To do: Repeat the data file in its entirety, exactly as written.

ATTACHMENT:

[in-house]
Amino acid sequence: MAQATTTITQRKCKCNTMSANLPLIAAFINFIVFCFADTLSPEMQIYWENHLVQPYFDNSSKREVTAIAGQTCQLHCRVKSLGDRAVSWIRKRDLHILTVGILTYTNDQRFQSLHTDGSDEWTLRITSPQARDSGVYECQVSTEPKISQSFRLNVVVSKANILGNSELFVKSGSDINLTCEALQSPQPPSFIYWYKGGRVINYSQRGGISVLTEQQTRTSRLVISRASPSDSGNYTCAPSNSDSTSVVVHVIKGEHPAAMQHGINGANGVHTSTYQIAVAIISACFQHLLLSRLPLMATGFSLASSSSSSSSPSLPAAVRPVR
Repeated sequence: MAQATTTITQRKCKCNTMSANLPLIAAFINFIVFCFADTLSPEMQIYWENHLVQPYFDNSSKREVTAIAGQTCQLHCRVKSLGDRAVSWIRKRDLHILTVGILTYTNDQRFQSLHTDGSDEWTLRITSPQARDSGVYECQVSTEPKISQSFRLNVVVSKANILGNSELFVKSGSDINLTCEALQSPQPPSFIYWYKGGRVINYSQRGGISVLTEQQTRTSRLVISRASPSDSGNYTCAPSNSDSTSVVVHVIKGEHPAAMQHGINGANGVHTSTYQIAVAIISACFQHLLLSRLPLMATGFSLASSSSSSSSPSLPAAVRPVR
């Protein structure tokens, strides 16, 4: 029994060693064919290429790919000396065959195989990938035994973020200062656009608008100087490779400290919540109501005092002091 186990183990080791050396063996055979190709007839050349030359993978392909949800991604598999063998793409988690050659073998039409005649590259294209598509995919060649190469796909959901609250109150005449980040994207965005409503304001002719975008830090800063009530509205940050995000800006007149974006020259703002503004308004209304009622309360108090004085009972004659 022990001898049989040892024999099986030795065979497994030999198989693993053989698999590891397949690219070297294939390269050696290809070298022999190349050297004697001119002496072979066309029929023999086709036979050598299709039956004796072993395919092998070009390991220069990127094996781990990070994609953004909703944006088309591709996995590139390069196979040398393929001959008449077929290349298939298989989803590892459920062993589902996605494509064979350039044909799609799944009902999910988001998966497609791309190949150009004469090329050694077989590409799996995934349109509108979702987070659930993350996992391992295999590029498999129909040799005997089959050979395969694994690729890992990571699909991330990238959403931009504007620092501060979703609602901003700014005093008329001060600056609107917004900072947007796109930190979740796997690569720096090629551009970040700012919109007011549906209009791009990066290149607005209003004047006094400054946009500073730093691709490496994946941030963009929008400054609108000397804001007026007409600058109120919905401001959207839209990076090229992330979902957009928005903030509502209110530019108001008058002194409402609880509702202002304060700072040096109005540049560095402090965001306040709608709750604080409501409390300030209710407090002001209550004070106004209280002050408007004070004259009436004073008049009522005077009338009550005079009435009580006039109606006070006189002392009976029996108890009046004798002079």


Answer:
[in-house]
Amino acid sequence: MAQATTTITQRKCKCNTMSANLPLIAAFINFIVFCFADTLSPEMQIYWENHLVQPYFDNSSKREVTAIAGQTCQLHCRVKSLGDRAVSWIRKRDLHILTVGILTYTNDQRFQSLHTDGSDEWTLRITSPQARDSGVYECQVSTEPKISQSFRLNVVVSKANILGNSELFVKSGSDINLTCEALQSPQPPSFIYWYKGGRVINYSQRGGISVLTEQQTRTSRLVISRASPSDSGNYTCAPSNSDSTSVVVHVIKGEHPAAMQHGINGANGVHTSTYQIAVAIISACFQHLLLSRLPLMATGFSLASSSSSSSSPSLPAAVRPVR
Repeated sequence: MAQATTTITQRKCKCNTMSANLPLIAAFINFIVFCFADTLSPEMQIYWENHLVQPYFDNSSKREVTAIAGQTCQLHCRVKSLGDRAVSWIRKRDLHILTVGILTYTNDQRFQSLHTDGSDEWTLRITSPQARDSGVYECQVSTEPKISQSFRLNVVVSKANILGNSELFVKSGSDINLTCEALQSPQPPSFIYWYKGGRVINYSQRGGISVLTEQQTRTSRLVISRASPSDSGNYTCAPSNSDSTSVVVHVIKGEHPAAMQHGINGANGVHTSTYQIAVAIISACFQHLLLSRLPLMATGFSLASSSSSSSSPSLPAAVRPVR
């Protein structure tokens, strides 16, 4: 029994060693064919290429790919000396065959195989990938035994973020200062656009608008100087490779400290919540109501005092002091 186990183990080791050396063996055979190709007839050349030359993978392909949800991604598999063998793409988690050659073998039409005649590259294209598509995919060649190469796909959901609250109150005449980040994207965005409503304001002719975008830090800063009530509205940050995000800006007149974006020259703002503004308004209304009622309360108090004085009972004659 022990001898049989040892024999099986030795065979497994030999198989693993053989698999590891397949690219070297294939390269050696290809070298022999190349050297004697001119002496072979066309029929023999086709036979050598299709039956004796072993395919092998070009390991220069990127094996781990990070994609953004909703944006088309591709996995590139390069196979040398393929001959008449077929290349298939298989989803590892459920062993589902996605494509064979350039044909799609799944009902999910988001998966497609791309190949150009004469090329050694077989590409799996995934349109509108979702987070659930993350996992391992295999590029498999129909040799005997089959050979395969694994690729890992990571699909991330990238959403931009504007620092501060979703609602901003700014005093008329001060600056609107917004900072947007796109930190979740796997690569720096090629551009970040700012919109007011549906209009791009990066290149607005209003004047006094400054946009500073730093691709490496994946941030963009929008400054609108000397804001007026007409600058109120919905401001959207839209990076090229992330979902957009928005903030509502209110530019108001008058002194409402609880509702202002304060700072040096109005540049560095402090965001306040709608709750604080409501409390300030209710407090002001209550004070106004209280002050408007004070004259009436004073008049009522005077009338009550005079009435009580006039109606006070006189002392009976029996108890009046004798002079």